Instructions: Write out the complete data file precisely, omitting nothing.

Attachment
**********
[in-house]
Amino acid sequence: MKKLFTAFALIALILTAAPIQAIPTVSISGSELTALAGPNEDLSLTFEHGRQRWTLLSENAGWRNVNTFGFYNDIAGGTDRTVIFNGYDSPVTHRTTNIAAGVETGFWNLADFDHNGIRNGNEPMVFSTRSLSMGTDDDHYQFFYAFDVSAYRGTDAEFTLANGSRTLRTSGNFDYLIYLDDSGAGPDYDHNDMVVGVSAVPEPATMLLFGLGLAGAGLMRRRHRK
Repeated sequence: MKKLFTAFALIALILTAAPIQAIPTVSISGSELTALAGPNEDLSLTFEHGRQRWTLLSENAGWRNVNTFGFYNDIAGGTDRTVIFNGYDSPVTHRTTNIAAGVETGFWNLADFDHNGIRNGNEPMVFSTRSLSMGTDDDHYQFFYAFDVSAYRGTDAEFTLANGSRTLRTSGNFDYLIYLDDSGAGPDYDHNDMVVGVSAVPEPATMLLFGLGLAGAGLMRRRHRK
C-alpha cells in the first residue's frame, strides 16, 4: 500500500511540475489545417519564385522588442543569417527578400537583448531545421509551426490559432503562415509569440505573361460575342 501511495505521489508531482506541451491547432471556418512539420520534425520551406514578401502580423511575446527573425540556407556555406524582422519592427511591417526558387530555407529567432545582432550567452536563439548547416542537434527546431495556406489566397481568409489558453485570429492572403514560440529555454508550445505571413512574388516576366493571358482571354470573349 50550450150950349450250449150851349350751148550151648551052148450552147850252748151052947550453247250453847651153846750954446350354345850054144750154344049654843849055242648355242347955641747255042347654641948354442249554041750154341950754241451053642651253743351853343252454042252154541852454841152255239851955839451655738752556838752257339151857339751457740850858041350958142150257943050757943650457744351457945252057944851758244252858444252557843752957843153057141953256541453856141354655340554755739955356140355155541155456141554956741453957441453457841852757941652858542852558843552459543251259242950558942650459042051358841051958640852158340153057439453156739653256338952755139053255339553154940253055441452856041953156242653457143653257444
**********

[in-house]
Amino acid sequence: MKKLFTAFALIALILTAAPIQAIPTVSISGSELTALAGPNEDLSLTFEHGRQRWTLLSENAGWRNVNTFGFYNDIAGGTDRTVIFNGYDSPVTHRTTNIAAGVETGFWNLADFDHNGIRNGNEPMVFSTRSLSMGTDDDHYQFFYAFDVSAYRGTDAEFTLANGSRTLRTSGNFDYLIYLDDSGAGPDYDHNDMVVGVSAVPEPATMLLFGLGLAGAGLMRRRHRK
Repeated sequence: MKKLFTAFALIALILTAAPIQAIPTVSISGSELTALAGPNEDLSLTFEHGRQRWTLLSENAGWRNVNTFGFYNDIAGGTDRTVIFNGYDSPVTHRTTNIAAGVETGFWNLADFDHNGIRNGNEPMVFSTRSLSMGTDDDHYQFFYAFDVSAYRGTDAEFTLANGSRTLRTSGNFDYLIYLDDSGAGPDYDHNDMVVGVSAVPEPATMLLFGLGLAGAGLMRRRHRK
C-alpha cells in the first residue's frame, strides 16, 4: 500500500511540475489545417519564385522588442543569417527578400537583448531545421509551426490559432503562415509569440505573361460575342 501511495505521489508531482506541451491547432471556418512539420520534425520551406514578401502580423511575446527573425540556407556555406524582422519592427511591417526558387530555407529567432545582432550567452536563439548547416542537434527546431495556406489566397481568409489558453485570429492572403514560440529555454508550445505571413512574388516576366493571358482571354470573349 50550450150950349450250449150851349350751148550151648551052148450552147850252748151052947550453247250453847651153846750954446350354345850054144750154344049654843849055242648355242347955641747255042347654641948354442249554041750154341950754241451053642651253743351853343252454042252154541852454841152255239851955839451655738752556838752257339151857339751457740850858041350958142150257943050757943650457744351457945252057944851758244252858444252557843752957843153057141953256541453856141354655340554755739955356140355155541155456141554956741453957441453457841852757941652858542852558843552459543251259242950558942650459042051358841051958640852158340153057439453156739653256338952755139053255339553154940253055441452856041953156242653457143653257444